The phrase the Big Three is widely used in various ways. It can mean the top three car companies like Ford (F), GM (GM) and Chrysler. The big three universities can be Harvard, Yale and Princeton if you are on the East Coast, or UCLA, USC and Cal Tech if you are a Los Angeles resident.
Back in the days before cable we had the big three networks ABC (DIS), NBC (CNCSA) and CBS (CBS). My millennial-age son will tell you that the big three is PlayStation 4(SNE), Xbox One (MSFT, and Nintendo Wii U (NTDOY) while my San Antonio-born wife will quickly correct you if you use the phrase to refer to anything or anyone but Tim Duncan, Manu Ginóbili and Tony Parker. During baseball season the big three this year will Manny, Matt and Adam, the combination that is certain to lead the Orioles to a World Series title.
During 13f season there is only one big three for bank stock investors. None of the firms is well known and they try real hard to stay out of the spotlight. The big three for community bank stock investors are PL Capital, Joseph Stilwell and Lawrence Seidman. These three investors have long, successful track records as activist investors in the sector. I pay attention when I see them buying shares of some small, unknown community bank.
These investors know more about banking and bank stocks that I ever will and they have made a lot of money for themselves and their investors by taking activist positions in little banks.
PL Capital was founded by two CPAs, Richard Lashley and John Palmer, who worked as advisors and consultants to the banking industry. They know banking inside and out. When they examine a bank and suggest that changes need to be made, they know what they are talking about.
I track their 13d and 13f filings closely and have stolen some great ideas from them, including a couple of banks that were eventually taken over at a large premium to my purchase price.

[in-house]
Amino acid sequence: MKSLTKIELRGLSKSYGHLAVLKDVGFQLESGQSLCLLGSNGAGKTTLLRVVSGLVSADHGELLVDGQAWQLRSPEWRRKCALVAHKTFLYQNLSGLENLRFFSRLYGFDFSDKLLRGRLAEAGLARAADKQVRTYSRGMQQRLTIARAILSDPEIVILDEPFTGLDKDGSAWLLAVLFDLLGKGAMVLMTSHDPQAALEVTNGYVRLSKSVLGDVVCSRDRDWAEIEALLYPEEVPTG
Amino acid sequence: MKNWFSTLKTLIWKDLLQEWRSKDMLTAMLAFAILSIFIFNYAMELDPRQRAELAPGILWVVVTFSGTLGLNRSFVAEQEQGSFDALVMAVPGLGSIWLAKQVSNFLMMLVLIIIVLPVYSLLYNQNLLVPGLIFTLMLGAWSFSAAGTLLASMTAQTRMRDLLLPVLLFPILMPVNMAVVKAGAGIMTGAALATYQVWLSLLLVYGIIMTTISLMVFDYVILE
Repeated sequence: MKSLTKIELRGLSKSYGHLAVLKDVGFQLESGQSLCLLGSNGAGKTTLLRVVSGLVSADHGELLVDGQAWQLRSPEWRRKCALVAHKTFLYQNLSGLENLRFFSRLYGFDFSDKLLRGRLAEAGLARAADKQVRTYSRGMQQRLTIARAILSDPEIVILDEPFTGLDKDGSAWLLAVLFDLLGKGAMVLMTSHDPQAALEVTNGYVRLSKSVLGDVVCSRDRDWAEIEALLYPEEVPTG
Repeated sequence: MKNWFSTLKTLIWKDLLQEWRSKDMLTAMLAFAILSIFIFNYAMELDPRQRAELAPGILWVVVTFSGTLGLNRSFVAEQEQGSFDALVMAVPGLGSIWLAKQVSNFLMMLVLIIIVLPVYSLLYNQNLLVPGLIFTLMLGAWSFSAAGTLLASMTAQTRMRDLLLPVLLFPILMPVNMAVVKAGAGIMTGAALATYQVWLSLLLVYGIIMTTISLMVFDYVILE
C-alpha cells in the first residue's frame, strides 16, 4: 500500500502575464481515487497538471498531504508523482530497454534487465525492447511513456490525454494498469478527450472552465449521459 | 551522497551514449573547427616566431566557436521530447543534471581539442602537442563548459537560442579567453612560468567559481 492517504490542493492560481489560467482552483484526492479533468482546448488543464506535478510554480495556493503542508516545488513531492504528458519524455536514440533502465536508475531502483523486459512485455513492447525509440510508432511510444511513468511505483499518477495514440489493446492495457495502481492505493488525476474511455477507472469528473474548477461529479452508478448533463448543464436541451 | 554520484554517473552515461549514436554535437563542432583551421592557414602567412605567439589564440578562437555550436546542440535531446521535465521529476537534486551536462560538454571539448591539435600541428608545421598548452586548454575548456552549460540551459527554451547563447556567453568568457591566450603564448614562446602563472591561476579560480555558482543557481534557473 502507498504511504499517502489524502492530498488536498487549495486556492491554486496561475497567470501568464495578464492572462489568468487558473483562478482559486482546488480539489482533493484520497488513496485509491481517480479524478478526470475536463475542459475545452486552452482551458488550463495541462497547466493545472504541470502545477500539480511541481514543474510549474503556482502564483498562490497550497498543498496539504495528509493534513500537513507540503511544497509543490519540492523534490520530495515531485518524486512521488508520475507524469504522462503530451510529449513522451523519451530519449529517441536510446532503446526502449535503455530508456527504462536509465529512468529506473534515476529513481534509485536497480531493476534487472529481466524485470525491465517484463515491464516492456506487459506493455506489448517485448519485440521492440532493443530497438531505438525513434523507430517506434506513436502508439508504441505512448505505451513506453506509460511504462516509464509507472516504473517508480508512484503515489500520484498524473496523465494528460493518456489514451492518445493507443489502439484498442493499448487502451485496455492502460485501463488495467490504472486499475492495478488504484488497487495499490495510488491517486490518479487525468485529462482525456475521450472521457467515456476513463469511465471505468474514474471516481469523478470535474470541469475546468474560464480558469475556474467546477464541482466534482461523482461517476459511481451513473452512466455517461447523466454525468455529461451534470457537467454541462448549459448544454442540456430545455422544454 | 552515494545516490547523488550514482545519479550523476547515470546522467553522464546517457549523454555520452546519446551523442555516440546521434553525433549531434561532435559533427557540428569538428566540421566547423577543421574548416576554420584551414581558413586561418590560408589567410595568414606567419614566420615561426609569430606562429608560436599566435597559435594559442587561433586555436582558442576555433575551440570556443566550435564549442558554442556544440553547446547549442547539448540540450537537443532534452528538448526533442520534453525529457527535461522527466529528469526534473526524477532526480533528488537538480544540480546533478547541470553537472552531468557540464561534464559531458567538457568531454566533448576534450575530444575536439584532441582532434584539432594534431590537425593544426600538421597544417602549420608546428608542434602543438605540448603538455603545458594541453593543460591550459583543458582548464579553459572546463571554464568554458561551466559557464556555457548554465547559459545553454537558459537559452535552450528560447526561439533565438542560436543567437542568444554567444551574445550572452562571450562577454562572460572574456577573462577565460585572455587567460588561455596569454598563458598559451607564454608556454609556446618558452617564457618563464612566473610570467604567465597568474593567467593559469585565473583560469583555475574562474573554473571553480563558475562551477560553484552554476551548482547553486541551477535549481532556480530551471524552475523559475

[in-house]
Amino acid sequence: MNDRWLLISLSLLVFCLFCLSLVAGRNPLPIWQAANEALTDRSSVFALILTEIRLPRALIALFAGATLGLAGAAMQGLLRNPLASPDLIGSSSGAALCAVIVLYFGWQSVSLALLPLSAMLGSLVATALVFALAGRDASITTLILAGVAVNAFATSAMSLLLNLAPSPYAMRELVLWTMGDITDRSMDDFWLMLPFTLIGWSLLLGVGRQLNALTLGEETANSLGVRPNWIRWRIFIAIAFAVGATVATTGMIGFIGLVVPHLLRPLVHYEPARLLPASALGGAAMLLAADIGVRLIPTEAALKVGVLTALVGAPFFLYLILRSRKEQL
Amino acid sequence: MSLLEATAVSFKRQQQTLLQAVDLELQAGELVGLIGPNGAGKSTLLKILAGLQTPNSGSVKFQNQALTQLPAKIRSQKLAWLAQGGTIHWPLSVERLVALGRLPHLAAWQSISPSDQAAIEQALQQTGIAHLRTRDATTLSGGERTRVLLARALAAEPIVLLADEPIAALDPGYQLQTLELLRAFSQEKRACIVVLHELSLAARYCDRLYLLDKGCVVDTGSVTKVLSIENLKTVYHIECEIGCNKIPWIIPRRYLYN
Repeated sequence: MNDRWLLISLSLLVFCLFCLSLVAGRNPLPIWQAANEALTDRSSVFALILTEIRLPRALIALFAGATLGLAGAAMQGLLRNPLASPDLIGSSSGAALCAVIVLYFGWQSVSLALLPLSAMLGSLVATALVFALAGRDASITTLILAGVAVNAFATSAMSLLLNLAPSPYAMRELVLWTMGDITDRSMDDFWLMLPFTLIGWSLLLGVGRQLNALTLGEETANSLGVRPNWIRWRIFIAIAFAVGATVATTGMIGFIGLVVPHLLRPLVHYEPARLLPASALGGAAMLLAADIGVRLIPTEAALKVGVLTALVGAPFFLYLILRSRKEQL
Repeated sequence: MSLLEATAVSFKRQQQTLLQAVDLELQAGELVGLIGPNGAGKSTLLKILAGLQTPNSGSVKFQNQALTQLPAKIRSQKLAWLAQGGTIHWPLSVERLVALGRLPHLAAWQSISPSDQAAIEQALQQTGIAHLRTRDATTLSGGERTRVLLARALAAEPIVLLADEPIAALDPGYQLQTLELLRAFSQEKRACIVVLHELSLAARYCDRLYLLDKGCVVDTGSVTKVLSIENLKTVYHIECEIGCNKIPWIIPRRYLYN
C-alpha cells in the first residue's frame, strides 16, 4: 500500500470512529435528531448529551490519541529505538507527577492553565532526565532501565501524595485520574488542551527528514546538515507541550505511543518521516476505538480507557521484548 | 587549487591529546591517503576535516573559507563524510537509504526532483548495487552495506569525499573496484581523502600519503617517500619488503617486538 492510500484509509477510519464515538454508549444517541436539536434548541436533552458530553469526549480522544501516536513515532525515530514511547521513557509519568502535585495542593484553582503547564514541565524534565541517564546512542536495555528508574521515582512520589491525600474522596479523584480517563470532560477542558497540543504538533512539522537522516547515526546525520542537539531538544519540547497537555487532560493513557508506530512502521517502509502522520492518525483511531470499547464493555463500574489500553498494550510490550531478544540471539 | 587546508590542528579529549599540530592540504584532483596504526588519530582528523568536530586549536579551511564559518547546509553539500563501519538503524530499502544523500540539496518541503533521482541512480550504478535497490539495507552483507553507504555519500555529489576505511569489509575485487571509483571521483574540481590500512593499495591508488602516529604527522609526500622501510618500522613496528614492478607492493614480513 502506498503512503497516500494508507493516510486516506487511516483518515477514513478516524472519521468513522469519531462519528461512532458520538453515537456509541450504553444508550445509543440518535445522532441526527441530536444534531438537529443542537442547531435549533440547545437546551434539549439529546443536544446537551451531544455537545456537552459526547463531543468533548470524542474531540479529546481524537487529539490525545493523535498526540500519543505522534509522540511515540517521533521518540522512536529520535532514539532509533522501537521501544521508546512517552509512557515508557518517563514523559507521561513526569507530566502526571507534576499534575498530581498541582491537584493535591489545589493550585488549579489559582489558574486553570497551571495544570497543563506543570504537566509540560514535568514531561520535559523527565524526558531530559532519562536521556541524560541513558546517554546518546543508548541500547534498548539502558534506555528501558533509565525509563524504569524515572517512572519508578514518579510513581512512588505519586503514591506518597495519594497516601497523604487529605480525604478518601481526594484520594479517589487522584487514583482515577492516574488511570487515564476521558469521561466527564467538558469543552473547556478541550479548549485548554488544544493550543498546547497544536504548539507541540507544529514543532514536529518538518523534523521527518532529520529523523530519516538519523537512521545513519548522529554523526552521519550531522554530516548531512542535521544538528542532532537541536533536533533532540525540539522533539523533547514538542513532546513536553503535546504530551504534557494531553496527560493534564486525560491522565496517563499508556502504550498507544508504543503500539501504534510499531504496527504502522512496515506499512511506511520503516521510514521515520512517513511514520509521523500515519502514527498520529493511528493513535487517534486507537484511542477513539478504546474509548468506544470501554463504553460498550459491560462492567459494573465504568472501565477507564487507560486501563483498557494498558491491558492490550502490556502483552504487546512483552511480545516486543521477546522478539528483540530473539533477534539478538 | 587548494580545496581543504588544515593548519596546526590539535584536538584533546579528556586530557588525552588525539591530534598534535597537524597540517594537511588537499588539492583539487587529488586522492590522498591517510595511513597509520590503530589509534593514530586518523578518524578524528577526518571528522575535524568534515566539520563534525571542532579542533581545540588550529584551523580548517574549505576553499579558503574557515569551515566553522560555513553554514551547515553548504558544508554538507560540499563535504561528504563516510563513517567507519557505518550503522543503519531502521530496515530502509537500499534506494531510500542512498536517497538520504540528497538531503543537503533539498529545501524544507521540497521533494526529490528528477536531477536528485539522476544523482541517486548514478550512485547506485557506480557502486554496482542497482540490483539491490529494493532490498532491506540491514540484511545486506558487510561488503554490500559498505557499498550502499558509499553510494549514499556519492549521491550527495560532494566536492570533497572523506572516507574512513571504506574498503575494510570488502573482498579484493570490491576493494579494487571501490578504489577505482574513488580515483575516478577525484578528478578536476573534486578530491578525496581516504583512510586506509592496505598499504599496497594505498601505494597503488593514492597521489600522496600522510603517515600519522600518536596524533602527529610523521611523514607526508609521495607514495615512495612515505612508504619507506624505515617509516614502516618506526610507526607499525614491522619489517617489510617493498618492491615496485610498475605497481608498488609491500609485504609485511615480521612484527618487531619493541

PL Capital was not real active in the final quarter of the year, but they did add to their stakes in Metro Bancorp (METR), Independent Bank Corporation (IBCP), HF Financial Corp. (HFFC) and MSB Financial Corp. (MSBF). The firm also opened a small new position in shares of Laporte Bancorp, Inc. (LPSB).
Joseph Stilwell was much more active in the last three months of the year. Stilwell is a very low profile and rarely gives interviews or talks to the press. But those of us who invest in the sector are well aware of his success in pushing for changes that unlock value or forcing the outright sale of a bank at a premium.
When he files a 13d he makes a point of letting the bankers know what they are in for as a result of his ownership. Stilwell points out in each 13d filing that since 2000, he has filed Schedule 13ds to report greater than 5% positions in 55 other publicly-traded companies. He adds, "In each situation, we believed that the values of the companies' assets were not adequately reflected in the market prices of their shares."
Thirteen of the banks were sold at a premium, 11 made some of the sought after changes such as dividend increases and buybacks that allowed Stilwell to exit at a profit. He also gained board seats at seven of the banks.
Stilwell was pretty active in the quarter so we do not have room here to list all of the stocks he bought. His five largest new positions in the quarter were Anchor BanCorp Wisconsin (ABCW), Entegra Financial Corp. (ENFC), Simplicity Bancorp (SMPL), Blue Hills Bancorp (BHBK) and Sunshine Bancorp (SBCP). It is worth your time and energy to go to WWW.SEC.GOV and read the rest of his filings as well as his recent 13d filings on micro cap banks.
If Stilwell is low profile, Lawrence Seidman strives for being indivisible He has been buying community banks with a great deal of success since 1983, and has been involved in many activist situation and proxy fights over the years. His letters to bank boards are classics and his 13d filings can be entertaining when he attaches correspondence with bank executives.
He was also too active to list all of his activity in the final three months of the year but his five largest purchases were Waterstone Financial (WSBF), Clifton Bancorp (CSBK), Prudential Bancorp (PBIP), Malvern Bancorp (MLVF) and Georgetown Bancorp (GTWN). Again, it is worth the time to go read the rest of the filing. You are probably costing yourself money if you don't.
We all know that the "real" big three of all time are Brooks, Frank and Boog but when it comes to making money in the small bank stocks, it is PL Capital, Joseph Stilwell and Lawrence Seidman.